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Motorcycle Travel from Canada to Mexico

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Port of Antelope Wells, New Mexico, 2,915 miles after leaving the Port of Rooseville, Montana.

Photo Credit: Mark Waters and Clement Salvadori

Clement Salvadori
April 28, 2003
Filed under Features, Motorcycle Rides, Roads and Self-Guided Travel, Touring and Rallies

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Let me preface this little story with a simple statement: This was the best ride I have ever taken on the North American continent. I’ve motorcycled from Alaska to Panama, from Nova Scotia to Baja California, and this trip topped them all.

Out of the blue, I get a phone call. “Hi. You don’t know me but my name is Mark Waters and I want to ride from the Canadian border to Mexico along the Continental Divide on dirt roads. And I think you would be a good person to do the ride with.” Or words to that effect.

Turns out that Mark makes his living videotaping corporate get-togethers (boring) and new-age seminars (interesting). Having ridden motorcycles for some 30 years, he got the brilliant notion of doing this Divide ride and working it into a video on “adventure motorcycle touring.” So I’m going to travel with a total stranger for the better part of two weeks, covering a minimum of 2,500 miles.

Why not? The worst that could happen is that we won’t get along and will go our separate ways, right? OK, I say, when and where do we meet? Nine a.m. on July 2nd at the Port of Rooseville border crossing, in Montana.

About eight o’clock on the evening of July 1st I ride a BMW R1150GS into Eureka, Montana, closest town to Rooseville, with two motels to choose from. One has a BMW F650GS Dakar in front of a room. That’s him. We split a bottle of claret at the picnic table on the grass, open up a tin of Spam and slice a loaf of pumpernickel bread, while discreetly taking each other’s measure. Waters doesn’t seem like an obvious wacko, his bike is properly packed, and he has a really nifty video camera with a handlebar mount.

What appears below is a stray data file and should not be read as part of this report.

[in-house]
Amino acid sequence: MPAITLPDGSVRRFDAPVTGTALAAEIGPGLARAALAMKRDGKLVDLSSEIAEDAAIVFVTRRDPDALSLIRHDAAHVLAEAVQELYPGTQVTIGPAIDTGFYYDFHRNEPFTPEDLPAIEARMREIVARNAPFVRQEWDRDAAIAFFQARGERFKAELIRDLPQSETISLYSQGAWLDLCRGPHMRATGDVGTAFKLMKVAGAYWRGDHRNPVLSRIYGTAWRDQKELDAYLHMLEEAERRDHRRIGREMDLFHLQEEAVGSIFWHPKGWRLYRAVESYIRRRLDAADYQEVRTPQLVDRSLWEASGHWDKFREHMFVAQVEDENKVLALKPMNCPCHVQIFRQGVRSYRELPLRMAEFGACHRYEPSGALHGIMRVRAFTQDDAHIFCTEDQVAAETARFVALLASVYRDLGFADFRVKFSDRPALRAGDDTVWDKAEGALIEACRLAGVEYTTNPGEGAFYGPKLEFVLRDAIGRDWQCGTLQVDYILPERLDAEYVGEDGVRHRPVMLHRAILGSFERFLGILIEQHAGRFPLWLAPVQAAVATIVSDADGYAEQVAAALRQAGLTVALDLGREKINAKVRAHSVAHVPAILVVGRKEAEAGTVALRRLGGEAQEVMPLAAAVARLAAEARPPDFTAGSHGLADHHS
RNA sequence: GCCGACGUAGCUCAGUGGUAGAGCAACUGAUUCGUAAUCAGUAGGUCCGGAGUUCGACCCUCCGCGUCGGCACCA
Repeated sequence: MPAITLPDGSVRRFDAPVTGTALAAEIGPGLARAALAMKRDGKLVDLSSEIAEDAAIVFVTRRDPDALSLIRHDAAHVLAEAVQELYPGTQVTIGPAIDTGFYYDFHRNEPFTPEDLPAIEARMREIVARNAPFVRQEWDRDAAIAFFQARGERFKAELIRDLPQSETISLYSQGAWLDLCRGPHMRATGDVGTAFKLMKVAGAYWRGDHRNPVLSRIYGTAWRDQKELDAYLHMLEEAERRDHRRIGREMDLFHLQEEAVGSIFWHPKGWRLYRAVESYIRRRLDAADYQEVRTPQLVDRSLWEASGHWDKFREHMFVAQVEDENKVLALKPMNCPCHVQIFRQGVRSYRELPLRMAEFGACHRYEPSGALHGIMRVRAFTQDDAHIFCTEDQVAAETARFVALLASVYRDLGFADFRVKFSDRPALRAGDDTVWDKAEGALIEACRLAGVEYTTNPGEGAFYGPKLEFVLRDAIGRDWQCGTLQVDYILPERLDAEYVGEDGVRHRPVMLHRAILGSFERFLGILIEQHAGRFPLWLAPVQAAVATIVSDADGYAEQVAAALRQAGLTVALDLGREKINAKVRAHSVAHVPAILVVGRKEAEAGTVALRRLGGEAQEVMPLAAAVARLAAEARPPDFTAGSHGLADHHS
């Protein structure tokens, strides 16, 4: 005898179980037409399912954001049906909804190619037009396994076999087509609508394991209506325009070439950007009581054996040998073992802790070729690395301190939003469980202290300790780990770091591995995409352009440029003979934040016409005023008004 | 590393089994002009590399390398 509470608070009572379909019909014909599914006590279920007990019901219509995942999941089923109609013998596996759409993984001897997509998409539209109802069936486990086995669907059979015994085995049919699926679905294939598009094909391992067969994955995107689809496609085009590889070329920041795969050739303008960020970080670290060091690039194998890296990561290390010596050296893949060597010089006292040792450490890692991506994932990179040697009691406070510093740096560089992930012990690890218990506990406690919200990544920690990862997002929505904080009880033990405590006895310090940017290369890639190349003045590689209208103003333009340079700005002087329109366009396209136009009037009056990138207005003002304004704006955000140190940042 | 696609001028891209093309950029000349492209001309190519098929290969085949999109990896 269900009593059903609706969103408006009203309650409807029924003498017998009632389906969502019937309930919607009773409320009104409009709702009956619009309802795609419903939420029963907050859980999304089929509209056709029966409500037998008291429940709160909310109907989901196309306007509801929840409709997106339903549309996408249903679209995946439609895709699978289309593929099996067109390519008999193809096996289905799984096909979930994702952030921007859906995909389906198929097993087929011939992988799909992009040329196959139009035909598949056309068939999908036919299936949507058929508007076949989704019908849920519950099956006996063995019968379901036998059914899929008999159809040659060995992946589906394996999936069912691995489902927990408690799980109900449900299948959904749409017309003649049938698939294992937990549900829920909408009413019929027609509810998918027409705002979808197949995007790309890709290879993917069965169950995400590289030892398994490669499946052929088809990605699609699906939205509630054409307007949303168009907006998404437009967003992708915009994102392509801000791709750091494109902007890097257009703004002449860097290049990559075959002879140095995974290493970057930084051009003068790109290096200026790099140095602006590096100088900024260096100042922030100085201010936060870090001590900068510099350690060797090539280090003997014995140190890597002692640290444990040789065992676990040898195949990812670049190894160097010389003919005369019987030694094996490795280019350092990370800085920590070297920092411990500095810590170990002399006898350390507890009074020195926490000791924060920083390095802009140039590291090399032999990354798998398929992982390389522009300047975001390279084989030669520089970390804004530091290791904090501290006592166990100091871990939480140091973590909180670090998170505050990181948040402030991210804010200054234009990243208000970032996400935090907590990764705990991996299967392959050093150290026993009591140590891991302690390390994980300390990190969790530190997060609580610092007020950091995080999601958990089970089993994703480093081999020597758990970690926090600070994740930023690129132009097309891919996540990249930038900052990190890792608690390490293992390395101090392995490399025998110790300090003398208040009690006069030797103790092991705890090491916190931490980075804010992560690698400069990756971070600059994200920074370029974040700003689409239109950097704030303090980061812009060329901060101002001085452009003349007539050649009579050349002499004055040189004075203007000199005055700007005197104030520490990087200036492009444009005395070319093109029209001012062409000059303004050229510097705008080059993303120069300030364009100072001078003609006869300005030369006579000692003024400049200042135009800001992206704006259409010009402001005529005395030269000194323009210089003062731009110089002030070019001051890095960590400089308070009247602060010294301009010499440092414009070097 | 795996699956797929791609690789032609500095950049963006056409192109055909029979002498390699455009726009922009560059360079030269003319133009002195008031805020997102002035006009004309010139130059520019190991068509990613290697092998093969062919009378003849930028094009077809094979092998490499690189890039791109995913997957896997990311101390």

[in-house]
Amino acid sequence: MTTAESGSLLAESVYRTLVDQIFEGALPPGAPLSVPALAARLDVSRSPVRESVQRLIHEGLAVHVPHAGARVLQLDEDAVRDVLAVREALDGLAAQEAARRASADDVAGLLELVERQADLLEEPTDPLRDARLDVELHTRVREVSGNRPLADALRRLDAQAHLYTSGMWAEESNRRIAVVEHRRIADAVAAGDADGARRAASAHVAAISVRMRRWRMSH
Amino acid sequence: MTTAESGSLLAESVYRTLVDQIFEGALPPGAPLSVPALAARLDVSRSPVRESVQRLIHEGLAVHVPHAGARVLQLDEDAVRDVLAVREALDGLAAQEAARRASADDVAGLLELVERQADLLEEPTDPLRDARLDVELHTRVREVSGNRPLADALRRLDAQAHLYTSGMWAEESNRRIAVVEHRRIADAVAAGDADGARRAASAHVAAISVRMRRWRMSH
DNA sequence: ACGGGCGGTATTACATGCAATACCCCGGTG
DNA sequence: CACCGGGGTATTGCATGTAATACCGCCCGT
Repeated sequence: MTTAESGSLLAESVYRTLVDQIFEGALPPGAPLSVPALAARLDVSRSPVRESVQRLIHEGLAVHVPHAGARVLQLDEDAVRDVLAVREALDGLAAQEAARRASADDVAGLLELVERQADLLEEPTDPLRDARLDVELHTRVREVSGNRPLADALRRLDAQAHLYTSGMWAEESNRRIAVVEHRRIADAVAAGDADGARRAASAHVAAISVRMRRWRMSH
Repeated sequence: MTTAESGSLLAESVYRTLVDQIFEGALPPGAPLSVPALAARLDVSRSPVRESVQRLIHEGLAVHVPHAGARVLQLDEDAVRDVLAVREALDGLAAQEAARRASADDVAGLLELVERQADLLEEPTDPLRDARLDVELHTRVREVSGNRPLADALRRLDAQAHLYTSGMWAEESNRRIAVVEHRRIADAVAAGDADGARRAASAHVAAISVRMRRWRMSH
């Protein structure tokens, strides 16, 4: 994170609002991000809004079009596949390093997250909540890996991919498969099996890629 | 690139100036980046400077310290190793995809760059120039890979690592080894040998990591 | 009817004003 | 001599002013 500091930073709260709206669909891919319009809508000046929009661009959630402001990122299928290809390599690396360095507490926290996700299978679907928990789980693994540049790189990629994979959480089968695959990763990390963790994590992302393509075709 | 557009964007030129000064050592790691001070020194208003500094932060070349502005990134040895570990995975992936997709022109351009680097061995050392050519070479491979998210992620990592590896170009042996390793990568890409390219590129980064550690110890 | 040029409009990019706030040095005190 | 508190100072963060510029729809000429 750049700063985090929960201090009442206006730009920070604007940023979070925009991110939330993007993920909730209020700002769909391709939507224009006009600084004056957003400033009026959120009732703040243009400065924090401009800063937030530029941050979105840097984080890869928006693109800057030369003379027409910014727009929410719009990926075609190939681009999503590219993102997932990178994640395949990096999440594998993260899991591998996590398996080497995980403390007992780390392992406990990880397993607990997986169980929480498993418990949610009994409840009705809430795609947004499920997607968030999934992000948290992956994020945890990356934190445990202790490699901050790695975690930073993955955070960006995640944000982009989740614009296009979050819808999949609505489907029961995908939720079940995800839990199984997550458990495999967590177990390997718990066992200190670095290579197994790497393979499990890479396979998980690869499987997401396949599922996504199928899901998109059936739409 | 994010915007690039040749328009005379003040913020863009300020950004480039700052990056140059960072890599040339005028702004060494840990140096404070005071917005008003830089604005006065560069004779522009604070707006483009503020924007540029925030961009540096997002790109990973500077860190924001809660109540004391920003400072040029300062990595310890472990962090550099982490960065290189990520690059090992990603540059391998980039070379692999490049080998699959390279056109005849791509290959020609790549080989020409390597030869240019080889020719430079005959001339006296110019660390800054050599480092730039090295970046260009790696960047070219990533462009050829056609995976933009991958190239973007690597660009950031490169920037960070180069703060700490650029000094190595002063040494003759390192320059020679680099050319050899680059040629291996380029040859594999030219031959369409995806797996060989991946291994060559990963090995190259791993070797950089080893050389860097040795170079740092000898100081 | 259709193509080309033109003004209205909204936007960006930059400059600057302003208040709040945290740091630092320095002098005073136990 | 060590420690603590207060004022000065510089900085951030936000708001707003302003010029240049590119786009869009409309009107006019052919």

The 2,500-mile route we will be more or less following had been mapped out by a bicycling club, and is about 80 percent dirt and gravel roads, 10 percent pavement and 10 percent “singletrack” trails, which we will detour around. I’ve got Michael McCoy’s $15 book, Cycling the Great Divide, which breaks the trip down into 62 30- to 60-mile days; Mark has the complete $60 set of maps.

Next morning we are off. We take a quick run up to the border to establish the three-flags aspect of our trip, then head southeast to Grave Creek Road. That is a thin, single-lane strip of asphalt running under a canopy of trees for miles. No traffic, just us. Soon we are in the Flathead National Forest on old logging roads, just what these GS models are intended for. The views are stupendous. Eventually we enter the Greater Whitefish/Kalispell miniopolis, and make a quick dash down to Seelye Lake on the pavement, as the bicycle book says that the dirty route may have locked

gates—easy to foil with a bi- cycle, a little tougher with 600 pounds of motorcycle. Then it is back to the dirt, past the Cottonwood Lakes and over Huckleberry Pass and down to Lincoln, going by the haunts of my old college classmate, Ted Kaczynski, better known as the Unabomber. No point to seeing if he is home or not, as the feds took his entire house as evidence.